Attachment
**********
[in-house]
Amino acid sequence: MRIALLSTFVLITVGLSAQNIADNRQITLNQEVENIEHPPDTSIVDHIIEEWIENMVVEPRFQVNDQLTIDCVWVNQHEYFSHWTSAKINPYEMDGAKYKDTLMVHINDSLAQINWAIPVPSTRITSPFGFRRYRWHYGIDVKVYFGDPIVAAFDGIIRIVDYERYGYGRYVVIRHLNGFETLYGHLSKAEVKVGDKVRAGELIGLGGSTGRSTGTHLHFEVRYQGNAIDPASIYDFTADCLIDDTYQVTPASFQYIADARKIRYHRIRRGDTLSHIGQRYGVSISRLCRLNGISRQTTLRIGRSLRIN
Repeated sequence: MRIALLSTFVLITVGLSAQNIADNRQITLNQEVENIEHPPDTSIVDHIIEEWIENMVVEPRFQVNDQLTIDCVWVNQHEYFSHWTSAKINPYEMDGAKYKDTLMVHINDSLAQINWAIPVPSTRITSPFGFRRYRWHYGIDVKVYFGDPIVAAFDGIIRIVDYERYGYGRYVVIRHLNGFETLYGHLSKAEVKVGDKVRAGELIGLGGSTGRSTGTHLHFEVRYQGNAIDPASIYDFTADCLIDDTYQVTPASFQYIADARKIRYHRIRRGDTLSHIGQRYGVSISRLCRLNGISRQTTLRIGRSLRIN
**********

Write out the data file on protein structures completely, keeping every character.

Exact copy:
[in-house]
Amino acid sequence: MRIALLSTFVLITVGLSAQNIADNRQITLNQEVENIEHPPDTSIVDHIIEEWIENMVVEPRFQVNDQLTIDCVWVNQHEYFSHWTSAKINPYEMDGAKYKDTLMVHINDSLAQINWAIPVPSTRITSPFGFRRYRWHYGIDVKVYFGDPIVAAFDGIIRIVDYERYGYGRYVVIRHLNGFETLYGHLSKAEVKVGDKVRAGELIGLGGSTGRSTGTHLHFEVRYQGNAIDPASIYDFTADCLIDDTYQVTPASFQYIADARKIRYHRIRRGDTLSHIGQRYGVSISRLCRLNGISRQTTLRIGRSLRIN
Repeated sequence: MRIALLSTFVLITVGLSAQNIADNRQITLNQEVENIEHPPDTSIVDHIIEEWIENMVVEPRFQVNDQLTIDCVWVNQHEYFSHWTSAKINPYEMDGAKYKDTLMVHINDSLAQINWAIPVPSTRITSPFGFRRYRWHYGIDVKVYFGDPIVAAFDGIIRIVDYERYGYGRYVVIRHLNGFETLYGHLSKAEVKVGDKVRAGELIGLGGSTGRSTGTHLHFEVRYQGNAIDPASIYDFTADCLIDDTYQVTPASFQYIADARKIRYHRIRRGDTLSHIGQRYGVSISRLCRLNGISRQTTLRIGRSLRIN